Updated February 26, 2022
I've been dormant for over a year, still active but not posting. The three activities that I said I would be doing are precisely what I was doing.
- Rethinking Design Education. This is a major project with people from over 20 countries. It is, finally, starting to get some results. Stay tuned.
- Roughly seven years ago, when I started the Design Lab at the University of California San Diego, I wanted to build the design community of San Diego and help it become the Design Capital of the world (an official designation awarded by the World Design Organization, requiring a massive endeavor). Finally, we did it. It took a huge team of committed, energetic people, but we gathered together designers, foundations, civic leaders, and the mayors of both San Diego and Tijuana (Mexico) with a massive campaign to make the San Diego/Tijuana region become the designated World Design Capital for 2024 (WDC). Although we had a huge team of dedicated people, let me single out Michèle Morris, Associate Director of the Design Lab for leading the effort (she is about to become the CEO of the WDC team.)
- I said I would write a book. And I did. I finished it yesterday and sent the manuscript off to my publisher, MIT Press.
Design for a Better World: How to create a meaningful, sustainable, and humanity-centered future. MIT Press. Expected publication in early 2023.
I will post some excerpts from the book and its Table of Contents.
I now return you to the "About Don Norman" contents
ABOUT Don Norman
I have lived multiple lives: University professor, Industry executive, consultant, keynote speaker, and author. I have been an electrical engineer, a psychologist, cognitive scientist, computer scientist, and designer. I retired from the University of California, San Diego in 1993, returned in 2014 to become the founding Director of the Design Lab: I retired in the seventh year of my five-year appointment on Dec. 31, 2020. I have also retired from Northwestern University, from the Nielsen Norman group, and from being a trustee at the Institute of Design, Illinois Institute of Technology. I now have retired five times and have the title "emeritus" from all four places.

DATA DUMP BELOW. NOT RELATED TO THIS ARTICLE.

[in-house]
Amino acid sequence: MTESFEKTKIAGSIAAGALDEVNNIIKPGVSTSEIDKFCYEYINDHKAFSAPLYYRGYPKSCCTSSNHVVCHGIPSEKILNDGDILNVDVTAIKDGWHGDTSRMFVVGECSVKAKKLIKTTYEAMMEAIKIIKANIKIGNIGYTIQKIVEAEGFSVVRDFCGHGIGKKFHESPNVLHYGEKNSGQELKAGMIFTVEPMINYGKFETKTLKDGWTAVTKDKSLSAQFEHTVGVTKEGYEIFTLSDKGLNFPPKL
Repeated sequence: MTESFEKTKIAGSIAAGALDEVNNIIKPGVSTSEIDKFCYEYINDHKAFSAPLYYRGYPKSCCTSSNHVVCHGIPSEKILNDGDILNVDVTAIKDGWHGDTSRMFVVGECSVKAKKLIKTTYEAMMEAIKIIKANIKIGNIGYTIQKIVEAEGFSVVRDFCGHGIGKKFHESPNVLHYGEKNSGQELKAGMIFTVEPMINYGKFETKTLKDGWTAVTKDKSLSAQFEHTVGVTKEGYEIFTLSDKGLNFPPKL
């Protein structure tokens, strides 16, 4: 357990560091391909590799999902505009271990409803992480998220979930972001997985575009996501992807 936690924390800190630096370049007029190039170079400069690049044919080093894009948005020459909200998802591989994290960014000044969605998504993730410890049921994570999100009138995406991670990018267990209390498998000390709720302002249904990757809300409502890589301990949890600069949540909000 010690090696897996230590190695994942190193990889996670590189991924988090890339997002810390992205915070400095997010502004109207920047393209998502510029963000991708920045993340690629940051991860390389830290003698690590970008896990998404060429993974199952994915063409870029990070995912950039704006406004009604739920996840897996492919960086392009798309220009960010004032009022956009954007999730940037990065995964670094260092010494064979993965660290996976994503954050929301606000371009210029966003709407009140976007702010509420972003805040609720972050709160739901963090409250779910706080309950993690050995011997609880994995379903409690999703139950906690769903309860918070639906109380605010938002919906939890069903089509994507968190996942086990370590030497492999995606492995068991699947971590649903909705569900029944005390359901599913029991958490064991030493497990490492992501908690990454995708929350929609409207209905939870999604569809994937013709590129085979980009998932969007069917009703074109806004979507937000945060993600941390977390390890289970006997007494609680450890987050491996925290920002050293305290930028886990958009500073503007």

I am co-founder and principal of the User Experience/Usability consulting firm, the Nielsen Norman group, where I am now emeritus. I have been an IDEO fellow and a member of the Board of Trustees of IIT's Institute of Design in Chicago (now emeritus at IIT). Along the way I've been a VP at Apple, an executive at HP, with experience at startups ranging from investor, adviser, and member of the board of directors. I've received three honorary degrees, the Franklin Institute medal for Cognitive and Computer Science, and membership in the National Academy of Engineering. In October 2021 I went to London to receive the Sir Misha Black Medal for Distinguished Services to Design Education for 2021. While in London I spent three days with people from the Ellen MacArthur Foundation and at the London Design Museum which just opened its exhibit on "The Waste Age." The major topic at both places was "What Can Design Do?" as we discussed how to convince manufacturers and designers to design for the Circular Economy with Circular Design principles. Both these visits played a major role in my new book.)
My published books are described at https://jnd.org/tag/book/
Contact Information, Consulting, and Talks
Go to: "Consulting and Talks".
Photographs suitable for publication
Permission for use is hereby granted.
About Nielsen Norman Group
Jakob Nielsen and I formed the Nielsen Norman group in 1998 to help companies create better products, services, and websites. Bruce Tognazzini (Tog) joined us a bit later: in the photo, the three of us are lined up in this order: Tognazzini, Norman, and Nielsen.
We are user advocates. We help companies move toward human-centered products and internet interaction, the better to play a major role in the new world of customer-centered goods and services.
Success in human-centered design requires giving equal weight to user experience, marketing and technology: The result is increased customer satisfaction, coupled with lower costs and rapid time to market. The major barriers to success are not technological: they are social, political, and organizational.
Retirement From NNg
I am now retired from NNg, and although I am still an officer of the corporation, I do not take part in any of its activities. So, if you have questions about NNg, do not ask me.
What does jnd.org mean?
In the field of psychophysics, that branch of experimental psychology that studies sensation and perception, a jnd is the amount that something must be changed for the difference to be noticeable, defined to mean that the change is detectable half the time. My goal is to make a noticeable difference -- many jnds worth -- in human-centered technology.
I started my career as an experimental/mathematical psychologist in psychophysics, and my love of the exquisite sensitivity and dynamic range of hearing and seeing, as well as the power of human perception has stayed with me.
For the definition of jnd as used in psychophysics, see the Wikipedia definition.
About this site
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